John Gruber posted a long and thorough review of the iPhone 7 last week and the one thing that stood out was his take on the new haptics-based Home Button replacing the classic mechanical Home Button. Gruber noted that "The home button on both iPhones 7 no longer physically clicks. Instead, it's a force touch sensor, and it uses the improved Taptic Engine to provide simulated click feedback. The new home buttons don't feel like actual button clicks at all. It feels like the iPhone is clicking, not the button. This was especially disconcerting at first. In the hands-on area at the event last week, when everyone was experiencing it for the first time, reaction was overwhelmingly negative."
Gruber added that "Five days later, I'm getting used to it. But I don't think I'll ever like it as much as the actual clicking Touch ID home button on the iPhones 5S through 6S.
iOS offers three settings for haptic feedback on home button clicks. Apple labels them 1, 2, and 3. They correspond to low, medium, high. Medium is the default, but you get to choose during the initial first run on-boarding process. I think I prefer the highest setting, 3."
And while Gruber has a whole theory as to why Apple changed the Home Button as they did in his review, his bottom line is that he thought that "This new home button is the one and only thing about the iPhone 7 that I don't like. To me, it feels worse, not better. I could wind up in the minority on this point, but hands-on room feedback was on my side, and, well, I consider myself a connoisseur of button clickiness."
Here's another take by The Verge's Dieter Bohn on the new home button:
"Another thing I tried: the new home button, which uses a 'taptic engine' to give you physical feedback when you press it — it's pressure sensitive, too, so it can tell if you really mean to press it or just tap it. And it's awful. On a MacBook trackpad, you get this uncanny feeling that you're actually hitting a button. On the iPhone, the whole bottom of the phone just sort of "kicks." It's not bad haptics like you remember, with weird vibration, it's just a new kind of bad haptics. It doesn't feel like a button at all. It's a bummer."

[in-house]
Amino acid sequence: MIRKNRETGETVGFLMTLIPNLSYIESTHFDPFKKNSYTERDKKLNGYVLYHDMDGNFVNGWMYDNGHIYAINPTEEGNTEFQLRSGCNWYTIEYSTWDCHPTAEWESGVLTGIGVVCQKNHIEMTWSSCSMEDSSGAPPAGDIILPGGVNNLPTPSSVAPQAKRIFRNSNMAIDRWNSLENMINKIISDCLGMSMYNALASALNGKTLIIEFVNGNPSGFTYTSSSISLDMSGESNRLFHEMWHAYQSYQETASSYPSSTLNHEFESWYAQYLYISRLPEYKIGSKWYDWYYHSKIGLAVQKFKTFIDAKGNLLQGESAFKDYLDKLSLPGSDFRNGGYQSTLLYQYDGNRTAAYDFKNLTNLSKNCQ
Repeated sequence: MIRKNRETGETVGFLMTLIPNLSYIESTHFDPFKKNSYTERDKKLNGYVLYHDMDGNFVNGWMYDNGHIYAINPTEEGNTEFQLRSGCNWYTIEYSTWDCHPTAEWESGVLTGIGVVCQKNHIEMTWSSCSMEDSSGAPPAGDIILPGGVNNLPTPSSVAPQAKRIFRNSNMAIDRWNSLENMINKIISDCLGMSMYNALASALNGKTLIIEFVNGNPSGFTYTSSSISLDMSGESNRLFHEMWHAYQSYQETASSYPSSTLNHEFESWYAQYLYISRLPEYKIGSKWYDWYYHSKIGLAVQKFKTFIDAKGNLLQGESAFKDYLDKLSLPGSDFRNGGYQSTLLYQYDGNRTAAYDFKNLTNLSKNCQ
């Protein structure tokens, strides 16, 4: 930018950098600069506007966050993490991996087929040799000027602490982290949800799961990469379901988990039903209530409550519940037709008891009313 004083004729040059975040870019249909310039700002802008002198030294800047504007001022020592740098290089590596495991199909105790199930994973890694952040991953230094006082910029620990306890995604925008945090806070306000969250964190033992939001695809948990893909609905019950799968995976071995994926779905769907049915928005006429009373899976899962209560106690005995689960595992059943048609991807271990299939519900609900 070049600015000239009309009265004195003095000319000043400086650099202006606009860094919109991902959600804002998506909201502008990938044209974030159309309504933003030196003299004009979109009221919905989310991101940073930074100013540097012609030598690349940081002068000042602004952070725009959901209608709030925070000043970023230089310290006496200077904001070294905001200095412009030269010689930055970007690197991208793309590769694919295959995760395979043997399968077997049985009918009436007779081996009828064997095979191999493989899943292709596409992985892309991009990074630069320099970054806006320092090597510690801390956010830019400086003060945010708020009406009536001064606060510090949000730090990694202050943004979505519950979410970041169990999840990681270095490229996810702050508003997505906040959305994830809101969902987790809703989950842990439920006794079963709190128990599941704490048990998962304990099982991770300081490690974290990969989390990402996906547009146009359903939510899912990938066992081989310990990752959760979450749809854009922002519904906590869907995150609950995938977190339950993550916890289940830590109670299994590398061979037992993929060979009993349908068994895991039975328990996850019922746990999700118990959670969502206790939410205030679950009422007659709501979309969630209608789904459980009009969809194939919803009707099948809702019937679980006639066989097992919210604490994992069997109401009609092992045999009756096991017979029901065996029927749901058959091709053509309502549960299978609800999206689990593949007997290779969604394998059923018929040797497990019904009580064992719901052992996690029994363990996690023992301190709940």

This weekend I trotted down to my local Apple Store with my wife. We wanted to primarily check out the two new black options, the new haptics-based Home Button and the dual lens camera. We were debating as to whether we should both wait for the new 2017 OLED iPhone with a new form factor or perhaps one of us buy the new iPhone 7 Plus this year to take advantage of it's great new camera.
But that one segment in Gruber's review that's focused on Home Button was spot-on. The Home Button was not what I was expecting at all. How could Apple have missed creating a simple haptic click where your finger resides on the Home Button? To me it felt like the whole bottom quarter of the iPhone was clunking and not the button itself. I went into the iPhone's setting in an attempt to tone down the haptic effect but to no avail.
At the end of the day, I know that the iPhone 7 Plus is a gigantic hit around the globe and Apple is having a hard time keeping up with demand. Yet with that said, I have to say that the iPhone's 7 shift to a haptics-based Home Button was a failure and complete turn off for myself and many others. I don't know if they'll update the haptics to remove this negative or leave it as is until next year. Until they vastly improve this single popular and necessary feature, I'll pass until next year's model. I hope by then they'll have refined it back to feeling like the original button click again.
When Jony Ive described the design of the new iPhone 7, he skipped over any mention of the new Home Button design, and I think for good reason.
Though in the big picture, most fans are overlooking this one feature shortfall for the many other great features and benefits the iPhone 7 is offering and perhaps rightfully so. The joy on so many faces last Friday proves that they love their new iPhone 7 smartphones.
What's your take on the new Haptics-based Home Button? Let us know by sending in your comments below.